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I don't understand that. Fewer and fewer of the people I meet in California are native to California. It seems that most native Californians left on the boat. Maybe I'll do that too, a new boat leaves every day.

It would be interesting to know the statistic which states are declining most in native born population. I can't imagine California not being near the top.

I can't imagine why I'm still here except that the fruit drops near the tree.
My data are probably out of date. The balance may be shifting.
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Old 04-24-2012, 11:39 PM   #57
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A hefty percentage of Californians are from Mexico or south of there. No native about it. Part of the reason why so many native Californians are leaving for points north and east...

Really, my best Spanish is barely beyond ordering food at Mexican restaurants. ĦAy chihuahua!

(I don't really know what that means. It took me 5 minutes to figure out how to make the upside down exclamation mark. If I had to do it again it would still take me 5 minutes. Does 'caramba' mean anything different than 'chihuahua?' -- I had to use my spell checker twice to spell the dog breed. I'd have to use the spell checker again if I wanted to use it a third time.)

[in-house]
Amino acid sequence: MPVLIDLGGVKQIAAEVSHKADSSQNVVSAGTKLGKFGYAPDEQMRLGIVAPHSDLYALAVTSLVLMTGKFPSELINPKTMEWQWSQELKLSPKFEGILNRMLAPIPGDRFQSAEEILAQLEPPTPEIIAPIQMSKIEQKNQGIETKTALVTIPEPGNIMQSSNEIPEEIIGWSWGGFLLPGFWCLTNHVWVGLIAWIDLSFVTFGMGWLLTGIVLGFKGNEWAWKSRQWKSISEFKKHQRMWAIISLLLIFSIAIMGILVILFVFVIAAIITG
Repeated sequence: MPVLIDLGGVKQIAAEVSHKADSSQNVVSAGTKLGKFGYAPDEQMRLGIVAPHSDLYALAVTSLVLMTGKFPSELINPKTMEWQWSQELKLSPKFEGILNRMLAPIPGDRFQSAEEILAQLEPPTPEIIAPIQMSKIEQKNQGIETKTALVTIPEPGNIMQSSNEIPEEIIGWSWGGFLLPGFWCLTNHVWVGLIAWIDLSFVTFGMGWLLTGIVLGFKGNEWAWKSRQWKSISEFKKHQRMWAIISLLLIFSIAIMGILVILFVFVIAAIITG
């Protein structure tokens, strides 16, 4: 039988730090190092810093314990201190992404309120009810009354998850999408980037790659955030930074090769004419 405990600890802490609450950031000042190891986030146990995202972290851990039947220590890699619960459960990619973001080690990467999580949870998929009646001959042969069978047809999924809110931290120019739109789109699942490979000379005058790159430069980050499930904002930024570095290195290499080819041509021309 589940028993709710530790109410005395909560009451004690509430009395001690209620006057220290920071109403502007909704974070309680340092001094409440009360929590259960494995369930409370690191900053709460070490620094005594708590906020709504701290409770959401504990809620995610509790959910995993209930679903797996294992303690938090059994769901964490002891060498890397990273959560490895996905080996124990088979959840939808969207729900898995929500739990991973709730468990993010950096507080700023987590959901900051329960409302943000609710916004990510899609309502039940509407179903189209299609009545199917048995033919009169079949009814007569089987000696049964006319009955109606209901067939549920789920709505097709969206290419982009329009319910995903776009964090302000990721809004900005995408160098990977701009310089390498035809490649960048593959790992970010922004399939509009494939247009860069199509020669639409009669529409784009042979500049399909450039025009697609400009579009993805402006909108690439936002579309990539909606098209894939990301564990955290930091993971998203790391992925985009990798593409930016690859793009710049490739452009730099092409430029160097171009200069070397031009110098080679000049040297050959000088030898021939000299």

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Old 04-25-2012, 12:10 AM   #58
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It's important to realize that most people with an accent/dialect...can't hear it! When they see it written out, they know they absolutely don't say it that way. My sisters and I used to drive one of my dad's work-study students nuts, asking him to say different things. He was from Boston and we were incorrigible.
We take great pride in our accent. We still call it tonic, don't pronounce our "R", have rotaries, and many more. To really understand us I would suggest you go to the following site. It is really wicked on spot.

The Wicked Good Guide to Boston English
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Old 04-25-2012, 12:15 AM   #59
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Nah. We New Englanders speak unaccented English. It's the rest of the country that talks funny.
As I tell tourists who seemed to be amused with my 'so called accent', we were the first here with the Pilgrims, so we started the English language here. What the rest of you folks do with it is your own fault.
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Old 04-25-2012, 12:18 AM   #60
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We take great pride in our accent. We still call it tonic, don't pronounce our "R", have rotaries, and many more. To really understand us I would suggest you go to the following site. It is really wicked on spot.

The Wicked Good Guide to Boston English
He loved us, John was so tolerant of us and enjoyed our company. He became a nurse, is now a doctor and still a friend of the family. He still has an accent, despite living in this part of the country for 45 years.